The best part of Wifey was that it created a portrait of the typical 50's wife, trapped by a husband of the time period. Her situation was written so vividly, I could feel her angst. The husband's character is developed by the comments he makes to her which just made me sick. If you want to know why we had Women's lib...read this book to see what it was like in the 50's.
Strange book. I flew through it pretty darn quick. I didn't come to like the characters, didn't like what they did, didn't feel that all of those situations would come together like that at the same time... It was just weird.
This is the first Judy Blume book I've read so I'm not familiar with her other stories or writing style..
That said, I overall enjoyed the book. It was a quick & silly little read! Some explicit stuff but nothing too crazy.
I was a little annoyed with the ending but hopeful for Sondra as a character..
This was one of the wort books I have ever read. So strange! The main character is in her 30 somethings but her inner dialogue is that of a 12 year old.Just plain weird and very preteen-ish. It was like reading a very sexual novel intended for a child to read. Gave me the creeps to be honest.
Sandy Pressman-a very nice wife whose boredom is getting the best of her-became the touchstone for a whole generation, and the story of how she trades in her conventional wifely duties for her wildest secret fantasies is unforgettable.
A book that in the 1980s every eight grade girls was begging to get their hands on. A read this again recently and I can't believe I read it then. It is timeless and holds different meaning to ladies of all ages.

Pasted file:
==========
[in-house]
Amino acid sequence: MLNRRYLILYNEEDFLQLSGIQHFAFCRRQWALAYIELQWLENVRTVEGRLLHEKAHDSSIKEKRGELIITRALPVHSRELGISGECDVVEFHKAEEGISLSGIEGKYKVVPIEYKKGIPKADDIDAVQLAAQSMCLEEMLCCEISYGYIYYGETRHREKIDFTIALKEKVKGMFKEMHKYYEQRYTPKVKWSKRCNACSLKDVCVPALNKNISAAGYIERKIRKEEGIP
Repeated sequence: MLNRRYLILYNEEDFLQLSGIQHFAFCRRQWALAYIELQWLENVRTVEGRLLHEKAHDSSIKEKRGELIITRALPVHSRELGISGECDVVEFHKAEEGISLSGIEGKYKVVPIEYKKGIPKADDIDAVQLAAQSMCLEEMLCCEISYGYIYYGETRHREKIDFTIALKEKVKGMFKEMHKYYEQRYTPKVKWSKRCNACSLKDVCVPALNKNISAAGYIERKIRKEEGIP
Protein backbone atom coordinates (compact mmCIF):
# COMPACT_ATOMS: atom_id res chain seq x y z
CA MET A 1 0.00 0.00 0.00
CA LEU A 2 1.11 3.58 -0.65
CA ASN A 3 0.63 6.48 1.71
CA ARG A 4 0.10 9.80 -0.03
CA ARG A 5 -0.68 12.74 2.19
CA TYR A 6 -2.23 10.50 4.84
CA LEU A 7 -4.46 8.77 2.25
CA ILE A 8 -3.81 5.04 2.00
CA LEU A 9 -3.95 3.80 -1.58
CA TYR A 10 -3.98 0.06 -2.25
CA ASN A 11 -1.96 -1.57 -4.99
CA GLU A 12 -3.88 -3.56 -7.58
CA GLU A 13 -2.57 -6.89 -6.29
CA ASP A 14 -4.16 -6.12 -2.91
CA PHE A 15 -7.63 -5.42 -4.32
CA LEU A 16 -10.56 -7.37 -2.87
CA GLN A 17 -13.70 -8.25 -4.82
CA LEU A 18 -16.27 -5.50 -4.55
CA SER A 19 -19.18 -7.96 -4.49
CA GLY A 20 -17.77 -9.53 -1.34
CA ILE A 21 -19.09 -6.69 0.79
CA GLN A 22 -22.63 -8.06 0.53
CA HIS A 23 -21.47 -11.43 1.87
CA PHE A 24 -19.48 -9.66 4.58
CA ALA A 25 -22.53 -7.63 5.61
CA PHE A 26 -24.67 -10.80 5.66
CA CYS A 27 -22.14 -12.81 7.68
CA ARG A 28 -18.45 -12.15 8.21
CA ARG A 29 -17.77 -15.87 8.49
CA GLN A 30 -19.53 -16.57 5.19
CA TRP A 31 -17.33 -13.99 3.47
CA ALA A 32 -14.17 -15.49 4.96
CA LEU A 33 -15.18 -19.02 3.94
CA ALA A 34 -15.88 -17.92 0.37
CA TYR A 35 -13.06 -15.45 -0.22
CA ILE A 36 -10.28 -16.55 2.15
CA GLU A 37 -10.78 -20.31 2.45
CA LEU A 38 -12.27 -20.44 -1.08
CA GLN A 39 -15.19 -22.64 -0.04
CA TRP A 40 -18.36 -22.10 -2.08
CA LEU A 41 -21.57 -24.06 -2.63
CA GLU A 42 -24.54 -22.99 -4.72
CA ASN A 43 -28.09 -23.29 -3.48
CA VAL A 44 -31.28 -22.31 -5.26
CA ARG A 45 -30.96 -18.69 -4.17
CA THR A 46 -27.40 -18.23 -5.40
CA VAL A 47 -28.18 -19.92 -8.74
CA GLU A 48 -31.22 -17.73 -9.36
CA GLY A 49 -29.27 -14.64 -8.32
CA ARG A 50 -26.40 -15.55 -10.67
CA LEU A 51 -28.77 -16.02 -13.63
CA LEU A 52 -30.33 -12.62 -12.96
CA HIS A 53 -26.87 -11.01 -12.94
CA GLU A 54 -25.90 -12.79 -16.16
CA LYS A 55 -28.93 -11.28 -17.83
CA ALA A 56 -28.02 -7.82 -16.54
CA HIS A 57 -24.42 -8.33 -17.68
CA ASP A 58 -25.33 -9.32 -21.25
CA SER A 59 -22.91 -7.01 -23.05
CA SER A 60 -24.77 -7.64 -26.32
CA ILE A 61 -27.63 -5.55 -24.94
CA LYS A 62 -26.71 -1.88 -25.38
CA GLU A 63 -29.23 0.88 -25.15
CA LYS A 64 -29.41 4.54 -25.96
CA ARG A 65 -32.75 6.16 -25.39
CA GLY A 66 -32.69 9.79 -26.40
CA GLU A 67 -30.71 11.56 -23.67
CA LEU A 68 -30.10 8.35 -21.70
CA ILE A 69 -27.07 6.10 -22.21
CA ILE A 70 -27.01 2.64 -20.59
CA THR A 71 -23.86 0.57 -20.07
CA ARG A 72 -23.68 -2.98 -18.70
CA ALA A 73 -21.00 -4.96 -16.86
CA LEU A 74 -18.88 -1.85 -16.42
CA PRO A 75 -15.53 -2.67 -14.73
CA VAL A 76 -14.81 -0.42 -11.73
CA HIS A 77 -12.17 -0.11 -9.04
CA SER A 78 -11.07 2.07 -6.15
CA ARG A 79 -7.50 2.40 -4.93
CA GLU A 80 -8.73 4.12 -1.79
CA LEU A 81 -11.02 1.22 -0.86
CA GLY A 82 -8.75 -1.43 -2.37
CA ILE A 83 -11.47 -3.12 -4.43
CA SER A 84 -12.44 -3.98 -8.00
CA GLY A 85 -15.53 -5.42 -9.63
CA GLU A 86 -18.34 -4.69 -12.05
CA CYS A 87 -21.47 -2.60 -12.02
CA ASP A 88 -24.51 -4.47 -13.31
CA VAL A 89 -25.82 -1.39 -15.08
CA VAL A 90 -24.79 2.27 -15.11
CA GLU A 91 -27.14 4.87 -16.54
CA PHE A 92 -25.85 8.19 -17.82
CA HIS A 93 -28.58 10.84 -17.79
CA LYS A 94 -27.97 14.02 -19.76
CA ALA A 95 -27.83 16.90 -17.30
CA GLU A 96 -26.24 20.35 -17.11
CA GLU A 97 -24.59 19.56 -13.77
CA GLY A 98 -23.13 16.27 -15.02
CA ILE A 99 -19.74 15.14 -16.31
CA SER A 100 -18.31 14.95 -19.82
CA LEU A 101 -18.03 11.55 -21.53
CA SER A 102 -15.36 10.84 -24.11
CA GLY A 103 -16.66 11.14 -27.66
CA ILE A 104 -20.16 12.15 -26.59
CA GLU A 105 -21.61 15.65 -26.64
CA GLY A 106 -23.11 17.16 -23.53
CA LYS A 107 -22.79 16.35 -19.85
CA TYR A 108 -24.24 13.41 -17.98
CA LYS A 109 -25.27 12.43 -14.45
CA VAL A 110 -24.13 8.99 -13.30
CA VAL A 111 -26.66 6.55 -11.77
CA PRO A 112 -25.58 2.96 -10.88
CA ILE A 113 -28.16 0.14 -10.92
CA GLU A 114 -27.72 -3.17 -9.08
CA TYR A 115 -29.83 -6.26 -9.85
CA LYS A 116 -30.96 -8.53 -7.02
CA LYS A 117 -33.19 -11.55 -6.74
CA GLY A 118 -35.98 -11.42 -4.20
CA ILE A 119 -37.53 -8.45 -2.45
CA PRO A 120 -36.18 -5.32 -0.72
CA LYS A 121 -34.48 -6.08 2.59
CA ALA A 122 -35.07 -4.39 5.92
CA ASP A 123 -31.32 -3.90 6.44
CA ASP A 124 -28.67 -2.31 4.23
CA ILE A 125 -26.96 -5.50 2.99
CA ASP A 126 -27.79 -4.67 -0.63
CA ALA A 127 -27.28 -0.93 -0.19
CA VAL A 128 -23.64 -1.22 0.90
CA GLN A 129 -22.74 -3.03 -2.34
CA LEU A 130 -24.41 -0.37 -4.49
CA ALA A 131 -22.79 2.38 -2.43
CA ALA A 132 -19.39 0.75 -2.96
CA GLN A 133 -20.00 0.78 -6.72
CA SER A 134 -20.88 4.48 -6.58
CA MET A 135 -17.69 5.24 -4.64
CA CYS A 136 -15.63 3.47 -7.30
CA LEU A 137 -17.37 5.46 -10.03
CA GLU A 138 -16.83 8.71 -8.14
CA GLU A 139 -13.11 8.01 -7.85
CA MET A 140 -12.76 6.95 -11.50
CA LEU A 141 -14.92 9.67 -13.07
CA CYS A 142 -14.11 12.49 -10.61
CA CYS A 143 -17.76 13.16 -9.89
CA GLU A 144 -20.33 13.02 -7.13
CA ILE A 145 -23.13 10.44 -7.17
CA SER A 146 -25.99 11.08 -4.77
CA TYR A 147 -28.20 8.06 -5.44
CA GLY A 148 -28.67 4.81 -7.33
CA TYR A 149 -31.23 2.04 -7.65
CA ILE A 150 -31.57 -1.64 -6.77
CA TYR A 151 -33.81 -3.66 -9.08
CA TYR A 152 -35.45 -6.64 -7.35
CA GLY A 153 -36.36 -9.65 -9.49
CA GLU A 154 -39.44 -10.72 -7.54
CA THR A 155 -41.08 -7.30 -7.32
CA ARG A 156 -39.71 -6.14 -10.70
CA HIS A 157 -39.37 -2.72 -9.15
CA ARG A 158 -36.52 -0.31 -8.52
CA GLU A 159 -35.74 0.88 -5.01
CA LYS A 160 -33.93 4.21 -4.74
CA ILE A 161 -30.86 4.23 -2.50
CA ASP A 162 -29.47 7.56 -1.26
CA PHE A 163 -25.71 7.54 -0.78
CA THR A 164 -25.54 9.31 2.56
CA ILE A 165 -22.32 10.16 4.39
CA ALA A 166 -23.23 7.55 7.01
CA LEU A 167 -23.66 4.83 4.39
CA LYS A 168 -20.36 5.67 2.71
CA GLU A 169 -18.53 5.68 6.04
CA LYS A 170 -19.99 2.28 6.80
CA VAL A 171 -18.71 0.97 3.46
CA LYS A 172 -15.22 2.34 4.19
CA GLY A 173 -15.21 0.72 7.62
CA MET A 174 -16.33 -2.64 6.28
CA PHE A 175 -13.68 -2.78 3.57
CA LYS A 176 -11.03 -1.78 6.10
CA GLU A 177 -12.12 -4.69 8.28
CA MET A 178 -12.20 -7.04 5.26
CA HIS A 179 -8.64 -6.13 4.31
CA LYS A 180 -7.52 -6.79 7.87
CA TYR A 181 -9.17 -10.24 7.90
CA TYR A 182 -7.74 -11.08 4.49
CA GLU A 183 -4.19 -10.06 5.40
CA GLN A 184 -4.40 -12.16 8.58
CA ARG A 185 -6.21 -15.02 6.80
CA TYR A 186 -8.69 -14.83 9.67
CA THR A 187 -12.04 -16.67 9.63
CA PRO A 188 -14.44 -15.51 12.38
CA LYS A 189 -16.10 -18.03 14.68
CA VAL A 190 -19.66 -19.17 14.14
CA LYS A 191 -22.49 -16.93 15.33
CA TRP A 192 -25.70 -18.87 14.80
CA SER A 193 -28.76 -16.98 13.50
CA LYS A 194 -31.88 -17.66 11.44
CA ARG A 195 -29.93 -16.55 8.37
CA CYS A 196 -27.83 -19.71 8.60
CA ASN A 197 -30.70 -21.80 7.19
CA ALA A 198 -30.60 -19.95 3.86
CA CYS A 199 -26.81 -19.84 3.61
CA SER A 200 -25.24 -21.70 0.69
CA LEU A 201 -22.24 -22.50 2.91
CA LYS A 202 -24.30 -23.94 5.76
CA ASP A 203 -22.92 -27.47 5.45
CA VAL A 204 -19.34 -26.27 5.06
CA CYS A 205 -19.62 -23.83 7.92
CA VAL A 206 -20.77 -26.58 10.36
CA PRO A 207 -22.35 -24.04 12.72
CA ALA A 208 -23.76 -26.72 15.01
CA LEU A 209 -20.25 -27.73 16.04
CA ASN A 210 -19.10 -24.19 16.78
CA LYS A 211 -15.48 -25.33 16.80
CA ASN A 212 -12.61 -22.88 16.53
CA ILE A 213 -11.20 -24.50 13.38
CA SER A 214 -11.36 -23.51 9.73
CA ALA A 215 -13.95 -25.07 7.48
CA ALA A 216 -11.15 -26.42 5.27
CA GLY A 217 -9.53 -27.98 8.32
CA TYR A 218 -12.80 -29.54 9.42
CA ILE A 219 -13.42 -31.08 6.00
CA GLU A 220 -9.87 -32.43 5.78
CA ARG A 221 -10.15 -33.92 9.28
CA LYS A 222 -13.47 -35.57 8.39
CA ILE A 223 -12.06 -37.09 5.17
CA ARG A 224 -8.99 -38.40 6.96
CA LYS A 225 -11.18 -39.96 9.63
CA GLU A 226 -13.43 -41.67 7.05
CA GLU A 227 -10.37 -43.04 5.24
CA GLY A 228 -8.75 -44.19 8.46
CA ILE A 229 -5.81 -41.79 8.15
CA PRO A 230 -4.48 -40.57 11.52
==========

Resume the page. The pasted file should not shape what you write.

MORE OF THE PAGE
Judy Blume is mostly famous for writing kids books. She is always a touch risque so 6th graders love her books. Are you there God? It's me, Margaret is a favorite one with girls.
Wifey is hilarious. It's not a children's book. Blume is Obviously making a little fun about the role of being a wife. You can read this in two hours.
This book is not intellectual; it's just enjoyable.
I could barely put this book down. It took me less than three days to finish it. Judy Blume really says what alot of people deny they are thinking. I was, however, a little let down by the very end. I thought it left room for possibility but kind of came to an abrupt stop. Very good though.
I thought this book was going to be a bust becasue of the cover (it was a little dated) but it was awesome. I really liked the way that Judy Blume writes. I have never read her but I will continue to read her work. Good book!
Maybe I'm the wrong person to review this book. It was obviously written for people like its protagonist: young, married, suburban, upper-class, emotionally stifled, stay-at-home white/Jewish mothers who feel trapped in loveless marriages. I, on the other hand, am male, 48, lower-middle-class but content with that, and with no ambitions of "social status," and reasonably healthy emotionally and in my relationships. I may also be reviewing this book in the wrong time. Wifey was published in 1978, and in its day maybe it was seen as potent social commentary, even enlightening and liberating for some people. Certianly its language and sexual prose must have been much more shocking then than now.
But to quote an old philosopher, I yam what I yam, and from my point of view, Wifey is an astonishingly bad book. I've never read anything else by Blume, but she has a glowing reputation with teenage girls and their parents. Based on that, I was expecting at least competent writing. But Wifey reads more like a 16-year-old's first effort at telling stories, using language effectively, and exploring adult feelings and sexual fantasies. That would be fine if the author *was* a 16-year-old, but this is Judy Blume, the acclaimed author.